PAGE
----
Single-cell suspension lines come with a major benefit: they can be grown in any standard, stirred-tank bioreactor, without the need to try and scale up novel hardware. And that has helped SciFi Foods finish its first run on the 500-litre bioreactor. With its hybrid approach, this is enough to produce about 50,000 burgers a year at launch, reveals co-founder and CEO Joshua March. “We expect to be able to double this pretty quickly,” he tells Green Queen.

The company says it encountered no problems in expanding its cell lines from bench scale to the large bioreactor – in fact, it witnessed higher yields in the latter than the small-format bioreactors it was using previously. “We have really great cell lines that we’ve optimised for scale,” notes March. “We are confident we can increase yield significantly more over the next couple of years.”

Currently, SciFi purchases the plant-based ingredients in its hybrid beef from major supplies, based on its own unique formula. “Today, we do the blending in-house,” says March. “However, we’re in talks with various co-packers for our commercial launch.”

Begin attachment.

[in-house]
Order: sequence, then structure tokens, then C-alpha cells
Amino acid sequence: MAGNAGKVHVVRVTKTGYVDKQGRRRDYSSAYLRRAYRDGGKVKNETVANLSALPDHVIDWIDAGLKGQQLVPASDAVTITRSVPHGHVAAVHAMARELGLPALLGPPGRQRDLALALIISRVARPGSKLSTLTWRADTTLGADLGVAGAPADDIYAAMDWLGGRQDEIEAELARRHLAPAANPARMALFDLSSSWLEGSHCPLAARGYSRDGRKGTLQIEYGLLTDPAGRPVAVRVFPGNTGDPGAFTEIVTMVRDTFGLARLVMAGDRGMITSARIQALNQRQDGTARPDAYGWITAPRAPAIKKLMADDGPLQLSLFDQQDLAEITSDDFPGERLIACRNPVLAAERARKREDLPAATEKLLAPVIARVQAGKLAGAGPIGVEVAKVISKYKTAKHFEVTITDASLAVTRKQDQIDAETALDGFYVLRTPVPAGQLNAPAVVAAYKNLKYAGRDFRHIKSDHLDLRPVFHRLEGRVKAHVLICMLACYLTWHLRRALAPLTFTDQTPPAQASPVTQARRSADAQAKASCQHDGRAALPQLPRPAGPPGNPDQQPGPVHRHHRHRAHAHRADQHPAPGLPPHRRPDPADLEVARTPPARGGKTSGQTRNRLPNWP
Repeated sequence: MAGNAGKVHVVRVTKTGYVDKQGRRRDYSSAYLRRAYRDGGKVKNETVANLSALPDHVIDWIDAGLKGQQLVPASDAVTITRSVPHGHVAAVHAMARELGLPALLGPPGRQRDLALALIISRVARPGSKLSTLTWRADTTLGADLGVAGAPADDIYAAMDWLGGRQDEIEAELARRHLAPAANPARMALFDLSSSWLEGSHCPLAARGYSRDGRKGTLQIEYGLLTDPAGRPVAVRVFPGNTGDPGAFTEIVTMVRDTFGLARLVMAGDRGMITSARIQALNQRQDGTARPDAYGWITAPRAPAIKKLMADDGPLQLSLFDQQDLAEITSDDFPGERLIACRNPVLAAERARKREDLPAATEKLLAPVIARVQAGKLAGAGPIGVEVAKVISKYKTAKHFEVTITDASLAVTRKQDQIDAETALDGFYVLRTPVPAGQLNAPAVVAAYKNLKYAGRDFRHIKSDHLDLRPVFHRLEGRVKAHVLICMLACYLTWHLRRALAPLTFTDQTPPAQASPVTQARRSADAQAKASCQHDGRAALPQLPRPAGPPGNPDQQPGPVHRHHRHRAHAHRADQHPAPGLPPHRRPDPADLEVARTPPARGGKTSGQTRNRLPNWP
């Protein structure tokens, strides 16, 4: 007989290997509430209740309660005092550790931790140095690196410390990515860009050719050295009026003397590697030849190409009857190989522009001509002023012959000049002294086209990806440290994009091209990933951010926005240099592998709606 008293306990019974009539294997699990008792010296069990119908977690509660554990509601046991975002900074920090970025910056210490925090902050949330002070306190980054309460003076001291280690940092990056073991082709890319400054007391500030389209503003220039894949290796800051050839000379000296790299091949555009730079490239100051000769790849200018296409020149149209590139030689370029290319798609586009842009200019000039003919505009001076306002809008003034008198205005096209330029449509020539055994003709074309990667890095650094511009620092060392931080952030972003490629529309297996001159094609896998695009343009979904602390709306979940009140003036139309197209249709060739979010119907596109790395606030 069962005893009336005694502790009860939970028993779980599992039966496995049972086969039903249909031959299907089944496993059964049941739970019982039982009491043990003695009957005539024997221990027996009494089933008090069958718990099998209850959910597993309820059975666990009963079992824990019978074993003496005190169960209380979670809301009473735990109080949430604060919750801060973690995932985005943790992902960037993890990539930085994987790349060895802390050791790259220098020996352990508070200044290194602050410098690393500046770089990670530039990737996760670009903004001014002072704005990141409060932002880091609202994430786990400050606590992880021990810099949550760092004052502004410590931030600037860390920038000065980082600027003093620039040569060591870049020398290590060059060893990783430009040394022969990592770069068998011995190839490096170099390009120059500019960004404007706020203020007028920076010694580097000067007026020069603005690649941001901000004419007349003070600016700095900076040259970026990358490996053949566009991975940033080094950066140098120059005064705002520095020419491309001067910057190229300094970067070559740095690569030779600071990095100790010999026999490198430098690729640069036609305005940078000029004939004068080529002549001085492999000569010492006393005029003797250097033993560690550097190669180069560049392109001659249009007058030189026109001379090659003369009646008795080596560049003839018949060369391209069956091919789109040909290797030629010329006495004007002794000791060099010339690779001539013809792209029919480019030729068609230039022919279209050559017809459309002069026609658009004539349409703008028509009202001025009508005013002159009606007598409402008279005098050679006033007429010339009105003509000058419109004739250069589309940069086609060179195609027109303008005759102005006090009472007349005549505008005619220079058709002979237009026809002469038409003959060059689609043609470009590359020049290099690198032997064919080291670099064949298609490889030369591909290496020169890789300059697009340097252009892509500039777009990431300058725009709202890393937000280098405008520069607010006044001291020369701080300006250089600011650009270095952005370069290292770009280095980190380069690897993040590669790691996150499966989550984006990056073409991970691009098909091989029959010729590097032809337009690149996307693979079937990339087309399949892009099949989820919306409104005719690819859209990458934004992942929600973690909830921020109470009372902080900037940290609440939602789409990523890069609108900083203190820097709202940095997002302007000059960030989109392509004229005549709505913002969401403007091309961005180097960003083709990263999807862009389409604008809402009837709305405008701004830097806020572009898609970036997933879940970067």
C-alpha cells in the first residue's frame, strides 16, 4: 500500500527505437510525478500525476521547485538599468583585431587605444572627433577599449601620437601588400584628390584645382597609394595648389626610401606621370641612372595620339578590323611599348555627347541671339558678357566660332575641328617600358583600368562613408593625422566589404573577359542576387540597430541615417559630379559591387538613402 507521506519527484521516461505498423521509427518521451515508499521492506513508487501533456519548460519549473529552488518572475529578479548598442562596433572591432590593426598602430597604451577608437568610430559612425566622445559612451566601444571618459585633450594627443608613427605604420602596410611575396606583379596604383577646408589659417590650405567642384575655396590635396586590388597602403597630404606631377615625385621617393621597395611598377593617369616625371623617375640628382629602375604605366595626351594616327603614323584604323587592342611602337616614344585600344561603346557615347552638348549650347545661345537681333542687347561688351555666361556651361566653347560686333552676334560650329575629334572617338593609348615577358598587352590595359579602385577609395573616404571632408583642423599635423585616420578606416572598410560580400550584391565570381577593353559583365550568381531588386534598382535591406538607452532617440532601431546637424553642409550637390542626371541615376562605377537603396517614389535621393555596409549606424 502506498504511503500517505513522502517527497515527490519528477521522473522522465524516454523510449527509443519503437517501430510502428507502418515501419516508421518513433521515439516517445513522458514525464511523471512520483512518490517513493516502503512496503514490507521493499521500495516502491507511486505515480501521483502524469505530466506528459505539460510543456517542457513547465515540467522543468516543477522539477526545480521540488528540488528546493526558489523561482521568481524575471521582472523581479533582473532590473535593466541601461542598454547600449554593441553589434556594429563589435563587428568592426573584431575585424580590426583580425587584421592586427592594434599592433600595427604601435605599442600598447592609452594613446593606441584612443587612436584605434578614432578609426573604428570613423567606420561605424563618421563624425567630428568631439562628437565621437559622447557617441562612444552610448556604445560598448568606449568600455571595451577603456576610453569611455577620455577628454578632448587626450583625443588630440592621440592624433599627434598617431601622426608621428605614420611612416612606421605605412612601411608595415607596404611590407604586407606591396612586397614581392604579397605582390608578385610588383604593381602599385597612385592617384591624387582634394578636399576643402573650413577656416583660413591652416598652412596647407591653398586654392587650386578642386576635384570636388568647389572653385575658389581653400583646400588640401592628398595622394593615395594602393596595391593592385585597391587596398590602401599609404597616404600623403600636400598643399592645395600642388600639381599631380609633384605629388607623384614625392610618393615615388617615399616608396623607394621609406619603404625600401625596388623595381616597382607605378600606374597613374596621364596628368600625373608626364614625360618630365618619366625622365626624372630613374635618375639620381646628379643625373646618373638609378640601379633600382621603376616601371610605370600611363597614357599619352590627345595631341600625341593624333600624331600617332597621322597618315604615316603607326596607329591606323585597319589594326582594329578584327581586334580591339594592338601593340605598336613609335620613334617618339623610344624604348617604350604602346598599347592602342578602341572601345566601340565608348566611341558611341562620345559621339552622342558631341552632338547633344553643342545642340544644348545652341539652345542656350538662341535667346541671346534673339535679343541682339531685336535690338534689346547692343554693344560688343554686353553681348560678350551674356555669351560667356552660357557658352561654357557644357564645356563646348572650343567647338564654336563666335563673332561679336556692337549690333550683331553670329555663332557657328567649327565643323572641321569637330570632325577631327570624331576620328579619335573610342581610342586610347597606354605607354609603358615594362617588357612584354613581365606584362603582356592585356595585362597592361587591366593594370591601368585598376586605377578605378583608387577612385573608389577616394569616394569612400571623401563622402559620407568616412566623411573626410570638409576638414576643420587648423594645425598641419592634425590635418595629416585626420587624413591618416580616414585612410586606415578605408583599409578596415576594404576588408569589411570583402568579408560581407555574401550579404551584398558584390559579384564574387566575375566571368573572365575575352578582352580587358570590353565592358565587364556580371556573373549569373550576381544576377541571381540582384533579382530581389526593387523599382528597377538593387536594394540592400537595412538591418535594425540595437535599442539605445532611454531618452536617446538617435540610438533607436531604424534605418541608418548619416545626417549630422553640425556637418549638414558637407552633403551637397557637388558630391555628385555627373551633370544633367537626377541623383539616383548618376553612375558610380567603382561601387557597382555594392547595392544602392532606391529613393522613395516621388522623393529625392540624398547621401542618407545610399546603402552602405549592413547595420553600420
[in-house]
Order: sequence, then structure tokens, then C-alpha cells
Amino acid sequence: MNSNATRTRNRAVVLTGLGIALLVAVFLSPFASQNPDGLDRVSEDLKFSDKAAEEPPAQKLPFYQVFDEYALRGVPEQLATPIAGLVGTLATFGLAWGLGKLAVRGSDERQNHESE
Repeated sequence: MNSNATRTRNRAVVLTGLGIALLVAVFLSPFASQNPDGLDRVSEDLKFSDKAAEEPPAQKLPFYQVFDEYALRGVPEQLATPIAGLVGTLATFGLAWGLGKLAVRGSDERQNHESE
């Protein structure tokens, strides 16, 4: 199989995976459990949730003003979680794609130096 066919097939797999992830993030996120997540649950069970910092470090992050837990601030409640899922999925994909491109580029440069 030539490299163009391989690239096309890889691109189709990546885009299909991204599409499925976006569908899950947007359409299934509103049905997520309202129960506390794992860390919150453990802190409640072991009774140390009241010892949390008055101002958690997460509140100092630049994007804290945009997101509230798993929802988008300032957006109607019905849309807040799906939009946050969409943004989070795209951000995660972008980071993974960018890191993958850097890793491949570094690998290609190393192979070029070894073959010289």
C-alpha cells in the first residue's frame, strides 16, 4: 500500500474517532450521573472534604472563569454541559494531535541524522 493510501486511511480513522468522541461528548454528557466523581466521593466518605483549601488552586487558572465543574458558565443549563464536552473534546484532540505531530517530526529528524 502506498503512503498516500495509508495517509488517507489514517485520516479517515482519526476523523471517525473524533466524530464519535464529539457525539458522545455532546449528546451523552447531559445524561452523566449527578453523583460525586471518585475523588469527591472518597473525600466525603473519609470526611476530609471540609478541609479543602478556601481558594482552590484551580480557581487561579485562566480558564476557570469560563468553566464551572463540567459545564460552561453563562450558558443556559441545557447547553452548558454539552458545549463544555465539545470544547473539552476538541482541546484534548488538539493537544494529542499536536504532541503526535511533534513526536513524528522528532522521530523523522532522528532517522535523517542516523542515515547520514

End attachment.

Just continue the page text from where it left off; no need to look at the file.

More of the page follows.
Plans for price parity, regulatory approval and market launch

hybrid meat
SciFi Foods founders Joshua March and Kasia Gora | Courtesy: SciFi Foods

Speaking to Green Queen in November, March highlighted the issue with scaling up cultured meat production: “Scaling up a novel biomanufacturing process is always hard, but it’s especially hard if you are producing commodity products at competitive prices.”

This is where the single-cell suspension lines come in, given that they don’t require expensive substrates like microcarriers or scaffolding, which is crucial for cost control. In our last interview, March pointed to the industrial fermentation space for proof points that price parity for this sector is possible, but added: “There is only one reasonable blueprint for how to get there: a very simple process with minimal downstream processing and robust cell lines that grow well with low-cost inputs.